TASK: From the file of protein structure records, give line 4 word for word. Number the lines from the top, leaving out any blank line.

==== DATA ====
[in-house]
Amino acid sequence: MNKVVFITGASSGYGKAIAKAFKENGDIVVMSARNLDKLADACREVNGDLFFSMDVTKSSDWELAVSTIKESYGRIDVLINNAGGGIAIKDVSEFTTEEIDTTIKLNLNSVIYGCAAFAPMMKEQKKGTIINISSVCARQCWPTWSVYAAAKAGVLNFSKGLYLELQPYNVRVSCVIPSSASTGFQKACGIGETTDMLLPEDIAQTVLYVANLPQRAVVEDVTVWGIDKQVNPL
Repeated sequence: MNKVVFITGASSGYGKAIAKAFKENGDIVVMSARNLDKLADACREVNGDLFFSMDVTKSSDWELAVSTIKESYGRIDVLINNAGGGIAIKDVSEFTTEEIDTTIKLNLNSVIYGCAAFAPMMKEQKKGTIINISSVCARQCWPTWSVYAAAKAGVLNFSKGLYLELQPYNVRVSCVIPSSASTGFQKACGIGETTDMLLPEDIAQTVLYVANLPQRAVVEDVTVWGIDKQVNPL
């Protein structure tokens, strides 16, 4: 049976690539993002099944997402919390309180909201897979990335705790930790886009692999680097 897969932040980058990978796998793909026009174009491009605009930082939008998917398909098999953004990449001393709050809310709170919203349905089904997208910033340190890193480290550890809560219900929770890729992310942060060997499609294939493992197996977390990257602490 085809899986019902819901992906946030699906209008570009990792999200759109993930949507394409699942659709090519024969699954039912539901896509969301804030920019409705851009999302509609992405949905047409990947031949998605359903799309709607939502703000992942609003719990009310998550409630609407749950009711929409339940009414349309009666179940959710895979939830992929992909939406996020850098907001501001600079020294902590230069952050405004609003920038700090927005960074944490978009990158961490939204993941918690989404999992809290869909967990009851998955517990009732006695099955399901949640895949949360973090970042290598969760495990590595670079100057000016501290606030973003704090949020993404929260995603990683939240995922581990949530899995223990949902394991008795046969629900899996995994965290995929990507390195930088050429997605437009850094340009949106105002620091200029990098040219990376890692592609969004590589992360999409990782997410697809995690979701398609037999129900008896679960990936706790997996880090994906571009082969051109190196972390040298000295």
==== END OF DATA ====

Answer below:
């Protein structure tokens, strides 16, 4: 049976690539993002099944997402919390309180909201897979990335705790930790886009692999680097 897969932040980058990978796998793909026009174009491009605009930082939008998917398909098999953004990449001393709050809310709170919203349905089904997208910033340190890193480290550890809560219900929770890729992310942060060997499609294939493992197996977390990257602490 085809899986019902819901992906946030699906209008570009990792999200759109993930949507394409699942659709090519024969699954039912539901896509969301804030920019409705851009999302509609992405949905047409990947031949998605359903799309709607939502703000992942609003719990009310998550409630609407749950009711929409339940009414349309009666179940959710895979939830992929992909939406996020850098907001501001600079020294902590230069952050405004609003920038700090927005960074944490978009990158961490939204993941918690989404999992809290869909967990009851998955517990009732006695099955399901949640895949949360973090970042290598969760495990590595670079100057000016501290606030973003704090949020993404929260995603990683939240995922581990949530899995223990949902394991008795046969629900899996995994965290995929990507390195930088050429997605437009850094340009949106105002620091200029990098040219990376890692592609969004590589992360999409990782997410697809995690979701398609037999129900008896679960990936706790997996880090994906571009082969051109190196972390040298000295």